By any reckoning, the 2017 fire at Grenfell Tower, in London, England, was a tragedy. Seventy-two died in the blaze. But in Pittsburgh, filmmaker Chris Ivey says, one aspect of the fire has been too little remarked: the role of locally based corporation Arconic. The Alcoa spin-off manufactured the exterior cladding panels on the high-rise apartment that a public inquiry in the U.K. has identified as the primary cause of the fire.
Investigations and a court case are ongoing, on both sides of the Atlantic. But Ivey plans his own protest Friday. He’s setting up a one-night video installation about the fire, its victims, and its aftermath along the Allegheny River trail, just outside of Arconic’s corporate headquarters, on the North Side.
“This is me trying to do my part to help put the faces of the 72 lives lost literally at Arconic’s doorstep,” he said.
Asked to respond to the planned protest, Arconic released this statement: “We express our deepest sympathy to anyone affected by the 2017 Grenfell Tower Fire. We remain committed to supporting the authorities as the relevant investigations and UK Public Inquiry work through the complex questions presented.”
Arconic, known as Alcoa until 2016, makes and markets aluminum products for industries including aerospace, transportation, and construction. It supplied the polyethylene-filled exterior panels for the 2014-16 renovation of Grenfell Tower, a high-rise apartment complex.
The $14 billion company’s part in the tragedy was a focus of the public inquiry, which recently resumed after a delay caused by the coronavirus pandemic. The inquiry is meant, in part, to determine whether criminal charges will be filed. A separate police investigation is also underway.
Arconic and another firm, Celotex, are also the defendants in a suit filed by survivors and victims’ families in federal court in Philadelphia.
Ivey is a filmmaker known for his activism. His documentary series “East of Liberty” explored the cost of gentrification in that Pittsburgh neighborhood. The video installation on Grenfell Tower is part of his ongoing project “We Are Here,” which explores social-justice issues in communities in Pittsburgh, New Orleans, Charlottesville, Va., and Cape Town, South Africa.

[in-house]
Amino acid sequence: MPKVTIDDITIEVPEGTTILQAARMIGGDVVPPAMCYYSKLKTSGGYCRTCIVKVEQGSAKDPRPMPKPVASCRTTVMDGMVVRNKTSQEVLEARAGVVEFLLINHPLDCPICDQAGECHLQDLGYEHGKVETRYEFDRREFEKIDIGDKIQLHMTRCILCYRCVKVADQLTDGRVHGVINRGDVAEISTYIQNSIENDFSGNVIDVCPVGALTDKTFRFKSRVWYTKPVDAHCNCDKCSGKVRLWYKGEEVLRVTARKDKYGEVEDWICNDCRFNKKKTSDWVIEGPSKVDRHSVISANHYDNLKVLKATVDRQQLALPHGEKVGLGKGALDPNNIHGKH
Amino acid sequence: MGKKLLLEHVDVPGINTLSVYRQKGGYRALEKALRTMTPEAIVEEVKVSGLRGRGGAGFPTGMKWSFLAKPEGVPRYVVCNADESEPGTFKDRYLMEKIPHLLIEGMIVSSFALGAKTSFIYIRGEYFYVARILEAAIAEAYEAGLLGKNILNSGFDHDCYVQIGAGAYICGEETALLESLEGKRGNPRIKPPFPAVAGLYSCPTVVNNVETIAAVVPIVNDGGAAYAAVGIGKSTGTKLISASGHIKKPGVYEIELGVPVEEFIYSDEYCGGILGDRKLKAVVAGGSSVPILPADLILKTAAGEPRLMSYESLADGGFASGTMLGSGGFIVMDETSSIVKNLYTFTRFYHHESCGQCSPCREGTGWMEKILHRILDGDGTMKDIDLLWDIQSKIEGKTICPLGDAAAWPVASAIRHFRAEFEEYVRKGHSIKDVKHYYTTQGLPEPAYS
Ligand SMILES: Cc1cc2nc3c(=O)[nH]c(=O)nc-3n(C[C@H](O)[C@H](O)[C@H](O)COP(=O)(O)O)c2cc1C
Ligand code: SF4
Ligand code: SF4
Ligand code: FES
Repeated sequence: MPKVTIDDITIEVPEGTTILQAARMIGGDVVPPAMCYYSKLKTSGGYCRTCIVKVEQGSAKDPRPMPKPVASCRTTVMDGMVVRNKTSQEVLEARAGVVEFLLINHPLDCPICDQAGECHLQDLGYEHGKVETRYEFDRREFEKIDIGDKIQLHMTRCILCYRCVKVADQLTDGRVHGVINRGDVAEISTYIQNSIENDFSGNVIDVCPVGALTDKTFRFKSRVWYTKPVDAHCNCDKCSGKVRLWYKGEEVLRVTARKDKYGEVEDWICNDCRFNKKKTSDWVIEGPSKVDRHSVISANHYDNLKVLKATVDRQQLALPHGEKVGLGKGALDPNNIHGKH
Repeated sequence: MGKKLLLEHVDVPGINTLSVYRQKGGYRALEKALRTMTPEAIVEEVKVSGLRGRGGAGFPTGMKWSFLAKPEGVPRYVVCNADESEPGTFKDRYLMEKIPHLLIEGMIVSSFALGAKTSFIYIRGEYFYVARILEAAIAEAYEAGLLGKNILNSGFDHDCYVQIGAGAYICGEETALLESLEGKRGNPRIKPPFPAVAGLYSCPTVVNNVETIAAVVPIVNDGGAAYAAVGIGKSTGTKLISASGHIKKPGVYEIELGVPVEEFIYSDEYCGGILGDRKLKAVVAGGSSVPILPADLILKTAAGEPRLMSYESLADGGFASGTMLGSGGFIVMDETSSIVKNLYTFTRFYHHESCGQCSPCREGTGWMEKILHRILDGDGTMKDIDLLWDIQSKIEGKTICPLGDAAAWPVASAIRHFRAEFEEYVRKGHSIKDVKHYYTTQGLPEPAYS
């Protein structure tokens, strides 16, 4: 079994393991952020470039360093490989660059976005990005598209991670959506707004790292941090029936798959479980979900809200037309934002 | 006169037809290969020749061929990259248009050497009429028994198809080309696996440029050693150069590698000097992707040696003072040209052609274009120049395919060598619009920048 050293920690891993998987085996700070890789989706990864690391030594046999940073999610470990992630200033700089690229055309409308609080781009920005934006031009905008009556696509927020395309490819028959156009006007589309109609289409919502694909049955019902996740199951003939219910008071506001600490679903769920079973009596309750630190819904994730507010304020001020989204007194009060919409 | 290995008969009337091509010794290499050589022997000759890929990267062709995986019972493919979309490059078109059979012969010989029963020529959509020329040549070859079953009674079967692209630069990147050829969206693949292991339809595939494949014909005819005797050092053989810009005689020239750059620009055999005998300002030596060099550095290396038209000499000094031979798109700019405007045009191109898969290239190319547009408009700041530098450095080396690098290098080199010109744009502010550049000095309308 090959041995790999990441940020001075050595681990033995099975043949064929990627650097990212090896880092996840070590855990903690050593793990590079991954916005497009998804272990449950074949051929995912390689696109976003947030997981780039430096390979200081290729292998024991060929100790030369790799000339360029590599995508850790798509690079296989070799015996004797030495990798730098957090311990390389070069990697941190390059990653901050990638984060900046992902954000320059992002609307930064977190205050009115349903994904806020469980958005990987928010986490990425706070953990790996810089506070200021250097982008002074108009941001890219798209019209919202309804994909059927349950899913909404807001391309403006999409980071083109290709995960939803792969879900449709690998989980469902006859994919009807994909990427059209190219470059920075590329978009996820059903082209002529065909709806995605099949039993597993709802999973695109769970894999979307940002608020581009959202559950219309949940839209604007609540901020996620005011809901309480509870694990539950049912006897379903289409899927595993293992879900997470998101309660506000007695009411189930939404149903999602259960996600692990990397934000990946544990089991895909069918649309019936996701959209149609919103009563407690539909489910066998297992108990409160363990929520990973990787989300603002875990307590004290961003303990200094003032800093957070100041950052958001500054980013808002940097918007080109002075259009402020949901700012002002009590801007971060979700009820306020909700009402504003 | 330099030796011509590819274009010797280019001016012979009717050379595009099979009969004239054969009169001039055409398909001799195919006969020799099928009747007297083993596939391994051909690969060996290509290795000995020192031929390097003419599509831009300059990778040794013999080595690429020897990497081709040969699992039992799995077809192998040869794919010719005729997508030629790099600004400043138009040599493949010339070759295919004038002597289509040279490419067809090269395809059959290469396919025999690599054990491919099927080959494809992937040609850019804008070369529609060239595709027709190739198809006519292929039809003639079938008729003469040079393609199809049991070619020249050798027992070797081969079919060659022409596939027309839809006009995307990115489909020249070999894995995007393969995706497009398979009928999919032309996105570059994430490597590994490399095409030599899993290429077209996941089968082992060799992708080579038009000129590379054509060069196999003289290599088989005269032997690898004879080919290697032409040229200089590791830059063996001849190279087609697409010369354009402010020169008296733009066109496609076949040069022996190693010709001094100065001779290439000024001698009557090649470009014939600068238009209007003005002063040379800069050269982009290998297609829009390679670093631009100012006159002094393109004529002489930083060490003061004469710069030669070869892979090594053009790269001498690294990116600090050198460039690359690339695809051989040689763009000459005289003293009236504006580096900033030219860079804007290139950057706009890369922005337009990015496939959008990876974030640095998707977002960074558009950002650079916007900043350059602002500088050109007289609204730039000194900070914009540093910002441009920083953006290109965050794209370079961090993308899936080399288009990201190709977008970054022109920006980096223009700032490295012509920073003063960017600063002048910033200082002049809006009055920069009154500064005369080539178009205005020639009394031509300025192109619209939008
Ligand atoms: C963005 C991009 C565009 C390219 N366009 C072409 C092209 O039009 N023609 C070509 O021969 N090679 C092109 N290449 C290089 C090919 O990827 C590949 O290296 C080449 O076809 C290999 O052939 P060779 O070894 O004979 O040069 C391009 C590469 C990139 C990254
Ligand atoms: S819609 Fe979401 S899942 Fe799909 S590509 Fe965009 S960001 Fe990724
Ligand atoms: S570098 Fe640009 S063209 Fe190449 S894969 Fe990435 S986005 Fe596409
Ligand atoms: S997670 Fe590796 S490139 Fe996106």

When he first heard about the Grenfell Tower fire shortly after it happened, he recalled, he was especially haunted that one of the victims was an up-and-coming artist, Khadija Saye.
Ivey, who is Black, was also struck by the fact that most of the victims were Black or members of other ethnic minorities in England.
He learned of Arconic’s role just last year, when he traveled to London to document the second anniversary of the fire. He said many of the survivors were then still living in hotels, while the 23-story Tower itself remained standing as an unavoidable reminder of the tragedy. (The building is slated for demolition.)
The video-and-sound installation Ivey will offer Friday consists of interviews and protest footage he shot in London, interwoven with British news footage about the fire and its victims. It will run as a loop lasting about an hour on four screens arranged in a loose square on the trail, in a spot visible from the adjacent Andy Warhol Bridge.
The event will be socially distanced, with four guests at a time permitted to view the screens up close, though viewing will be possible from up to 100 feet away, Ivey said.
Ivey said he is in frequent contact with British activist groups including Justice4Grenfell and Grenfell United.
He said his immediate goal is to get Arconic to take responsibility for its role in the deadly fire – even if the company is based here and the tragedy occurred an ocean away.
“It’s on the other side of the pond, you know, it’s not in their face,” he said. “It’s important for me now to make sure it stays in their face as much as possible, until they address this stuff.”
The video installation will run from 8-10 p.m. Friday.